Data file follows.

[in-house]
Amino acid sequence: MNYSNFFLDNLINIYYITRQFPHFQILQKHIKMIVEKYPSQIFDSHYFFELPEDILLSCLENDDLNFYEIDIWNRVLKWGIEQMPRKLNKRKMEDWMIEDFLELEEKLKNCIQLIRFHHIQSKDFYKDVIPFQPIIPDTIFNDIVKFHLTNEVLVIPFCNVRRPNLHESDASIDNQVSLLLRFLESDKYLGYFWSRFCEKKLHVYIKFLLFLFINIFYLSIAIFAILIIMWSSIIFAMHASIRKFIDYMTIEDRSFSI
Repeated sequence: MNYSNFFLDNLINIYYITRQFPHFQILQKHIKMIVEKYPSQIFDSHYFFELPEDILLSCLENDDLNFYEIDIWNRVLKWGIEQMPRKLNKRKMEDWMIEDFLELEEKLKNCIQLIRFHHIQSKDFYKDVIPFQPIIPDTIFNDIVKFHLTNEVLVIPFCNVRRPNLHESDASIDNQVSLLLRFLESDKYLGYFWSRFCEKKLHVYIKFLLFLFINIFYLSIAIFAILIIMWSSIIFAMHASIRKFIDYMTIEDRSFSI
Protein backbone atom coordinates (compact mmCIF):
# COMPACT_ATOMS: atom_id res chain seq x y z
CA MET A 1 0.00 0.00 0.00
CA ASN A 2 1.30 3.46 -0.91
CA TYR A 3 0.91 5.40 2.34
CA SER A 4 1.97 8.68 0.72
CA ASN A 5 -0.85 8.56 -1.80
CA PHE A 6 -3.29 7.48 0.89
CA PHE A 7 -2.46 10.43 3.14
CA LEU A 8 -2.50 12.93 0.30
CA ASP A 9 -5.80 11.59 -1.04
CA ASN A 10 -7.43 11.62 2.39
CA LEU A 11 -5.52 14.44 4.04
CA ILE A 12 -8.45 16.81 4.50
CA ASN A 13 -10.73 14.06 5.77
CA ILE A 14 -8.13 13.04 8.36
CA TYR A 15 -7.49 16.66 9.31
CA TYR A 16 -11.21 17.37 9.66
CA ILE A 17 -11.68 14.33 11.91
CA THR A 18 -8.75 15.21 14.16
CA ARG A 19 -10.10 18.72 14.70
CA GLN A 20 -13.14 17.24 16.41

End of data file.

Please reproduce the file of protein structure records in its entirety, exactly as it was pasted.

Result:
[in-house]
Amino acid sequence: MNYSNFFLDNLINIYYITRQFPHFQILQKHIKMIVEKYPSQIFDSHYFFELPEDILLSCLENDDLNFYEIDIWNRVLKWGIEQMPRKLNKRKMEDWMIEDFLELEEKLKNCIQLIRFHHIQSKDFYKDVIPFQPIIPDTIFNDIVKFHLTNEVLVIPFCNVRRPNLHESDASIDNQVSLLLRFLESDKYLGYFWSRFCEKKLHVYIKFLLFLFINIFYLSIAIFAILIIMWSSIIFAMHASIRKFIDYMTIEDRSFSI
Repeated sequence: MNYSNFFLDNLINIYYITRQFPHFQILQKHIKMIVEKYPSQIFDSHYFFELPEDILLSCLENDDLNFYEIDIWNRVLKWGIEQMPRKLNKRKMEDWMIEDFLELEEKLKNCIQLIRFHHIQSKDFYKDVIPFQPIIPDTIFNDIVKFHLTNEVLVIPFCNVRRPNLHESDASIDNQVSLLLRFLESDKYLGYFWSRFCEKKLHVYIKFLLFLFINIFYLSIAIFAILIIMWSSIIFAMHASIRKFIDYMTIEDRSFSI
Protein backbone atom coordinates (compact mmCIF):
# COMPACT_ATOMS: atom_id res chain seq x y z
CA MET A 1 0.00 0.00 0.00
CA ASN A 2 1.30 3.46 -0.91
CA TYR A 3 0.91 5.40 2.34
CA SER A 4 1.97 8.68 0.72
CA ASN A 5 -0.85 8.56 -1.80
CA PHE A 6 -3.29 7.48 0.89
CA PHE A 7 -2.46 10.43 3.14
CA LEU A 8 -2.50 12.93 0.30
CA ASP A 9 -5.80 11.59 -1.04
CA ASN A 10 -7.43 11.62 2.39
CA LEU A 11 -5.52 14.44 4.04
CA ILE A 12 -8.45 16.81 4.50
CA ASN A 13 -10.73 14.06 5.77
CA ILE A 14 -8.13 13.04 8.36
CA TYR A 15 -7.49 16.66 9.31
CA TYR A 16 -11.21 17.37 9.66
CA ILE A 17 -11.68 14.33 11.91
CA THR A 18 -8.75 15.21 14.16
CA ARG A 19 -10.10 18.72 14.70
CA GLN A 20 -13.14 17.24 16.41